Guillermo del Toro inexplicably and inexcusably set his cinematic sensibilities aside for his previous film, the mindless techno action extravaganza Pacific Rim. I feared that we had lost a visionary, that he had fallen under the same spell as Michael Bay and sold his soul to make unimaginative, manufactured hack work. By the end of Crimson Peak, del Toro’s new film, the weight of disappointment had been lifted off my shoulders, and my faith had been restored. Here is a literally and figuratively full-blooded horror film that oozes his particular brand of atmosphere from every pore – ghostly monstrosities that emanate from the walls and floors, old machinery, insects that hatch and flutter and writhe in unnatural places.
Del Toro works his sense of style into a plot that, in the best possible sense, relies on every conceivable hallmark of the gothic melodrama. We have the early twentieth-century setting. We have the old, crumbling family manor that sits isolated in the English countryside. We have the unconventional love triangle. We have rushed marriages, past tragedies, the greedy lust for fortunes and estates, dark family secrets, suspicions, and murder. It is, narratively speaking, old fashioned. To an extent, it’s also visually old fashioned, with many scenes transitioning via dissolves or iris that close in on characters’ faces. I’m not criticizing when I say this. If anything, the film is intimately familiar, evoking that primitive yet cathartic need for something both thrilling and disturbingly beautiful.
The central character is Edith Cushing (Mia Wasikowska), whose name, I have no doubt, is an homage to actor Peter Cushing, best known for his work in the British Hammer horror films of the 1950s and ‘60s. A privileged young woman from Buffalo, New York, Edith aspires to become a writer of supernatural fiction, despite gender limitations mandating that she stick to sentimental romance stories. Her interest in the darker genre was sparked when the ghost of her mother visited her years earlier, when she was still a child; as she lay in bed crying, a ghastly, gnarled, skeletal figure enveloped in tendral shadows approaches her and warns in a throaty hiss, “When the time comes … beware of Crimson Peak….”
Her newest manuscript catches the interest of a mysterious but charming British aristocrat named Thomas Sharpe (Tom Hiddleston). A mechanic and an inventor, he has come to America and appeals to Edith’s father, the wealthy Carter Cushing (Jim Beaver), to invest in his latest machine: A huge digging contraption that will make mining the vast deposits of red clay under his estate far easier. Unimpressed by either Sharpe’s idea or his hands, which haven’t been roughened by years of honest, hard work, Carter refuses. But there’s more to this than Sharpe’s lousy pitch. Carter can’t quite put his finger on it, but there’s something about Sharpe he simply doesn’t like. It’s almost as if he believes Sharpe is hiding something. Suspicious, Carter hires a private investigator to do a little background research.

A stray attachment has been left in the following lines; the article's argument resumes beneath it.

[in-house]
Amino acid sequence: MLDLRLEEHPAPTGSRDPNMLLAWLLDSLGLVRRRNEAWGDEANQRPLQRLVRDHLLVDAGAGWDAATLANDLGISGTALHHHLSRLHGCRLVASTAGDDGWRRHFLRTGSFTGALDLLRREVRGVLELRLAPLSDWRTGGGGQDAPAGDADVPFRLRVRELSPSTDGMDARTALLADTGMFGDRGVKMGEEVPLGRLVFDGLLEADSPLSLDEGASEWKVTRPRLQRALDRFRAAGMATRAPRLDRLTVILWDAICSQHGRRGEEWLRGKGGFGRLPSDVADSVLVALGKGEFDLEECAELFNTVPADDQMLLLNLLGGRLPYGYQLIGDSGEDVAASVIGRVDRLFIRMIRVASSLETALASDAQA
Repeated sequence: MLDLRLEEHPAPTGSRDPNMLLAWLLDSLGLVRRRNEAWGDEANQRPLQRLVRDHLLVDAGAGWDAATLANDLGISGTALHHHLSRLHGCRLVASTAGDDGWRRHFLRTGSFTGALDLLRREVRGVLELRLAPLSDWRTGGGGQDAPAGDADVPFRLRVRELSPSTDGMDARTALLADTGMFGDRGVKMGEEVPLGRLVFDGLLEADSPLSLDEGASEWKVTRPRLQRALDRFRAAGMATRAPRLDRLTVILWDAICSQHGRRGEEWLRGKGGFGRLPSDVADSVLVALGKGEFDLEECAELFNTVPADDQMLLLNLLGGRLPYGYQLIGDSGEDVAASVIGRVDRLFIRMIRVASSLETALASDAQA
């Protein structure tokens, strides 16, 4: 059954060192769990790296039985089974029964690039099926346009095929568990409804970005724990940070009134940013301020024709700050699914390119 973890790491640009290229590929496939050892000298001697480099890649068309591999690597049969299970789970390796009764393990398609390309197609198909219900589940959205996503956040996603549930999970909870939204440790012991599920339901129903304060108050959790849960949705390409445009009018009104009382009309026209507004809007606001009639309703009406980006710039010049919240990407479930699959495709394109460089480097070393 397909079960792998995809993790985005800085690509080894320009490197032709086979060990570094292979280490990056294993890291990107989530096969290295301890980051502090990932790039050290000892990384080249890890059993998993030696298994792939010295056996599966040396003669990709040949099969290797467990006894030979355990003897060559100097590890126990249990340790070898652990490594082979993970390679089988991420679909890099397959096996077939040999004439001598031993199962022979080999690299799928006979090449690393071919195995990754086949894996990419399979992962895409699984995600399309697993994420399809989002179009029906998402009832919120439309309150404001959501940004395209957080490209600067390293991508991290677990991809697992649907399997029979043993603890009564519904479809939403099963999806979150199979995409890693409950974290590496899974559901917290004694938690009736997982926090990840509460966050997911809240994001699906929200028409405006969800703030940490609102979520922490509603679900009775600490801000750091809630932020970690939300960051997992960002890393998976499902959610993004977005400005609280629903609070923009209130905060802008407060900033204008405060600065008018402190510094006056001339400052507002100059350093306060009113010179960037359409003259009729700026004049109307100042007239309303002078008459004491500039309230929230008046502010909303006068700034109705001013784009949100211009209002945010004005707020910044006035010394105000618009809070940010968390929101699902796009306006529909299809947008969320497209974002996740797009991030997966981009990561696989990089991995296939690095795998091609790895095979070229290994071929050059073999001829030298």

Despite this, Sharpe has been wooing Edith, and she has been falling for him. After a series of events I won’t reveal, the two marry, move to England, and settle in Sharpe’s ancestral estate. It’s a decaying mansion that actually seems to be alive; with every gust of wind, the walls mournfully groan, and with every step on the rotting wood, the floors desperately creak. It even seems to bleed, as the rich deposits of red clay repeatedly seep through the rocky foundation and flow out of the water faucets. This is why it has been given the nickname Crimson Peak … the one place Edith was warned about. So begins Edith’s quest to discover the truth about her husband, his family, and his home, all while trying to evade the very watchful eye of Sharpe’s sister, Lady Lucille Sharpe (Jessica Chastain). At the same time, Edith must discover the reason why malformed ghosts have been materializing. Are they trying to tell her something?
Many horror films are too reliant on instant gratification. If something doesn’t pop out of the shadows to make the audience scream every five minutes, the film is typically deemed boring. I, for one, greatly appreciate the horror films that burn slowly, that drip with atmosphere, that build suspense on only the thought of what will end up happening. Crimson Peak works like that; it creates dread with simple shots of someone walking down a hallway late at night, and we get to savor little details like half-melted candles in candelabras, or shadows formed by ornate yet dilapidated wooden archways, or phantom sounds coming from behind intricately-carved doors. Popout scares are used only when absolutely necessary. How wonderful that Guillermo del Toro respects the horror genre, and how grateful I am that his imagination remains as fertile as ever.